Saturday, November 27, 2010

Am I cheating?

Sitting here nibbling on some cave-aged Gruyere and sauscisson sec between sips of duty-free Rioja, I feel a little tug on my conscience - am I cheating on India?  Am I doing my whole-hearted, hand on heart best to understand Indian culture by sitting in my apartment with my gourmet foods lovingly flown thousands of miles to me from New York by my sister (This after the cheese was flown from Switzerland and the wine from Spain; at least the sausage only traveled from St. Louis. How many trees must I plant to atone for such a carbon footprint?!). True, I was eating these delicacies on my bed, the way many Punjabis take lunch in the heat of the summer, their bedroom often being the only room in the house with an air conditioner. But somehow I don't think this qualifies in the UN-y sense of mutual understanding. 

I posed my question to a friend who responded by assuring me that because I had become accustomed to eating these foods, I could not be expected to deprive myself for such a long period of time (Nine months with Indian paneer as the only cheese to speak of! Paneer, loved more for its texture and ability to absorb heavy Punjabi gravies than for its flavor, of which it has little.).  I like this answer. And when you put it that way, well, as a card-carrying New Yorker who lived for ten years in a city saturated with psycho-therapists, CSWs, LCSWs, psycho-analysts, psychologists, psychiatrists and numerous other shingles adorning Park Avenue apartment buildings, really, I can say that it is not my fault - my cravings are simply a matter of habit, one might say they are my part of my nature; if not my nature, then at the very least, my nurture!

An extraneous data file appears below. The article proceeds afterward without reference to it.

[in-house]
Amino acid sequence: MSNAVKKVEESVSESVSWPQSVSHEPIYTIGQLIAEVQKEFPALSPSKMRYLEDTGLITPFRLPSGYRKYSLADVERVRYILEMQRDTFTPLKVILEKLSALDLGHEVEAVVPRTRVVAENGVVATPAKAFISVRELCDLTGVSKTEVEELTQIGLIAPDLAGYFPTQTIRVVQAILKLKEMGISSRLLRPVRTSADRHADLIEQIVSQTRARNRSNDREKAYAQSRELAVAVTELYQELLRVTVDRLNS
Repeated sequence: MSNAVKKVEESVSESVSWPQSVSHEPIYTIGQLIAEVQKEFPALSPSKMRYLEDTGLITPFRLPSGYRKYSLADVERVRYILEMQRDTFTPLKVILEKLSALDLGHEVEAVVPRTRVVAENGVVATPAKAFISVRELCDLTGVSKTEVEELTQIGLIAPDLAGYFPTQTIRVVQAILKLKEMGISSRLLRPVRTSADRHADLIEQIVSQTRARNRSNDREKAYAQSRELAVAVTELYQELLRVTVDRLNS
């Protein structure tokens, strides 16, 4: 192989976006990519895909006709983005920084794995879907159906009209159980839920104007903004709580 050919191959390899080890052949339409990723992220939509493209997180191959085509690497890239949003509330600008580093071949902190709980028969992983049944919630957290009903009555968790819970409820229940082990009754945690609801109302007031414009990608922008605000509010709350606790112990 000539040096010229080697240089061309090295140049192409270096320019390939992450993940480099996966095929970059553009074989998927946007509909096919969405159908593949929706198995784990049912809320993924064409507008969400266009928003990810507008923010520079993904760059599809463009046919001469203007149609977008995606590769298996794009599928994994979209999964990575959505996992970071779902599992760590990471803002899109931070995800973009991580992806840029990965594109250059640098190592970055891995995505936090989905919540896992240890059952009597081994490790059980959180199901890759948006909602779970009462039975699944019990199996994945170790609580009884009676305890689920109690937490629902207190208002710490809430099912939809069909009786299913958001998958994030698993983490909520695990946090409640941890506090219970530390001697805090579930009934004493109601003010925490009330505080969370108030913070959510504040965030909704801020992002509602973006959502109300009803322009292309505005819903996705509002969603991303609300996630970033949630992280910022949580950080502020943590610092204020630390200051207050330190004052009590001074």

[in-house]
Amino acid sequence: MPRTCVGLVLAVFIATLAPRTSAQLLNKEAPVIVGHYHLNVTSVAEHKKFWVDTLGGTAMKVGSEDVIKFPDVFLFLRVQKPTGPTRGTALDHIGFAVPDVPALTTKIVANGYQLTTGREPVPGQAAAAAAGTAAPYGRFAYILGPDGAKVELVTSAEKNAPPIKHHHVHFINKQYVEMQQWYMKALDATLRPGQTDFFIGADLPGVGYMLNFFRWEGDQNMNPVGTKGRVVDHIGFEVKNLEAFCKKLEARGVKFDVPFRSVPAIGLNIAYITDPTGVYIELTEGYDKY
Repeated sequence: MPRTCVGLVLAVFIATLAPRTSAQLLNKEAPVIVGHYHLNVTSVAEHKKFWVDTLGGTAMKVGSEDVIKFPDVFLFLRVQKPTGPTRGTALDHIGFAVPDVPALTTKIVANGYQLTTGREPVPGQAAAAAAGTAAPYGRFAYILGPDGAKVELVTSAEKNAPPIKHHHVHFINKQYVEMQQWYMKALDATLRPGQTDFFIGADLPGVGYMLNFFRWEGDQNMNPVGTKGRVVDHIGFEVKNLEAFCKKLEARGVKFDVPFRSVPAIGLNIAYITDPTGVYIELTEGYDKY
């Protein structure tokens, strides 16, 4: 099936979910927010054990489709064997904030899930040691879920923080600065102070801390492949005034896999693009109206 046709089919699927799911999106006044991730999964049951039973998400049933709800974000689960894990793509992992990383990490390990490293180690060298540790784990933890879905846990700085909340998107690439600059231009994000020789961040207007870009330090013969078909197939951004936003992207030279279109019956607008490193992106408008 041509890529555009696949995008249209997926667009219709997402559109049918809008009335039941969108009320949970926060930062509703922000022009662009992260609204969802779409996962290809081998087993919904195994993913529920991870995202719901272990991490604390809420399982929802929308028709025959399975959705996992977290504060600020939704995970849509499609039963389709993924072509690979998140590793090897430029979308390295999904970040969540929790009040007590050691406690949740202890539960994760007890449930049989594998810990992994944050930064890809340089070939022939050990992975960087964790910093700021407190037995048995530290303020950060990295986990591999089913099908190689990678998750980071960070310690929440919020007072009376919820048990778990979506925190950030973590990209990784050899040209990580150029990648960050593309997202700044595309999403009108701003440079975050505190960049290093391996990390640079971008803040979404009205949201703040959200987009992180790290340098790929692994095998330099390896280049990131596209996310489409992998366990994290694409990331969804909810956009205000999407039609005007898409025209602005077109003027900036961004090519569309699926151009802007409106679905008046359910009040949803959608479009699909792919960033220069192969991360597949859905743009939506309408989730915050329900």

To me, comfort food - anything that reminds me of home or my life in New York - has become a necessary part of living in a foreign country.  Amid the honking horns, the motorbikes that seem intent on running me over, the young boys calling out, "How are you?!" as I pass by, the lack of freedom in how I nerves need some soothing. And right now, when my friends and family are sleeping in the U.S. and everyone else seems to be busy, cheese is my way to unwind. True, I have only been in India for just over three months, so all of this might seem a bit dramatic. And, frankly, a little indulgent, given I'm in one of the poorest countries in the world and studying the topic of food security. 

So after this cathartic writing exercise, I seem to be back where I started - confused, torn and feeling a little guilty. I suppose I will move past this for the time being, and I'll continue to snack, drink wine, and request items from the next sister (on that list: olives, blue cheese and more peanut butter, creamy and salted).  But these issues inevitably nag on me.  And I think that's ok. Because I think that's part of the point of what the Fulbright calls 'mutual understanding.'

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